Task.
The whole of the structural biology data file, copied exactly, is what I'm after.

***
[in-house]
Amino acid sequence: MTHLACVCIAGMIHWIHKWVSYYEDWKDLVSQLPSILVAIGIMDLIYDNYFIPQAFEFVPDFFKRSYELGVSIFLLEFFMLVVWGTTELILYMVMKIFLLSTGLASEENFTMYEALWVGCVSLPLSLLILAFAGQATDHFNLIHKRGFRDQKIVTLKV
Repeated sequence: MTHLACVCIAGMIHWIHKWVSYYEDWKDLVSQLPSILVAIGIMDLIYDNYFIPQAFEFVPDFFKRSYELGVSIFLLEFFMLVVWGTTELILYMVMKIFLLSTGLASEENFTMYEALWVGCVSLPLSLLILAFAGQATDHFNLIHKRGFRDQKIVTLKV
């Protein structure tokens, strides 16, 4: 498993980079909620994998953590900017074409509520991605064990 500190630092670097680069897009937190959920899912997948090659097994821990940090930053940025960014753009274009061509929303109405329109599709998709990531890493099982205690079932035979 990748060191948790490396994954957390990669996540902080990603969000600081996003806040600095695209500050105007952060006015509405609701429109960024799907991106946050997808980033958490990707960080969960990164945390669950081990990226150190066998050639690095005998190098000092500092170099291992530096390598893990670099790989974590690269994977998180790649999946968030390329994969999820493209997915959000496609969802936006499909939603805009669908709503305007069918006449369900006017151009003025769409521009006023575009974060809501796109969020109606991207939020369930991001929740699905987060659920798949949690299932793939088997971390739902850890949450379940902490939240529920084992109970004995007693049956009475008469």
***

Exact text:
[in-house]
Amino acid sequence: MTHLACVCIAGMIHWIHKWVSYYEDWKDLVSQLPSILVAIGIMDLIYDNYFIPQAFEFVPDFFKRSYELGVSIFLLEFFMLVVWGTTELILYMVMKIFLLSTGLASEENFTMYEALWVGCVSLPLSLLILAFAGQATDHFNLIHKRGFRDQKIVTLKV
Repeated sequence: MTHLACVCIAGMIHWIHKWVSYYEDWKDLVSQLPSILVAIGIMDLIYDNYFIPQAFEFVPDFFKRSYELGVSIFLLEFFMLVVWGTTELILYMVMKIFLLSTGLASEENFTMYEALWVGCVSLPLSLLILAFAGQATDHFNLIHKRGFRDQKIVTLKV
């Protein structure tokens, strides 16, 4: 498993980079909620994998953590900017074409509520991605064990 500190630092670097680069897009937190959920899912997948090659097994821990940090930053940025960014753009274009061509929303109405329109599709998709990531890493099982205690079932035979 990748060191948790490396994954957390990669996540902080990603969000600081996003806040600095695209500050105007952060006015509405609701429109960024799907991106946050997808980033958490990707960080969960990164945390669950081990990226150190066998050639690095005998190098000092500092170099291992530096390598893990670099790989974590690269994977998180790649999946968030390329994969999820493209997915959000496609969802936006499909939603805009669908709503305007069918006449369900006017151009003025769409521009006023575009974060809501796109969020109606991207939020369930991001929740699905987060659920798949949690299932793939088997971390739902850890949450379940902490939240529920084992109970004995007693049956009475008469």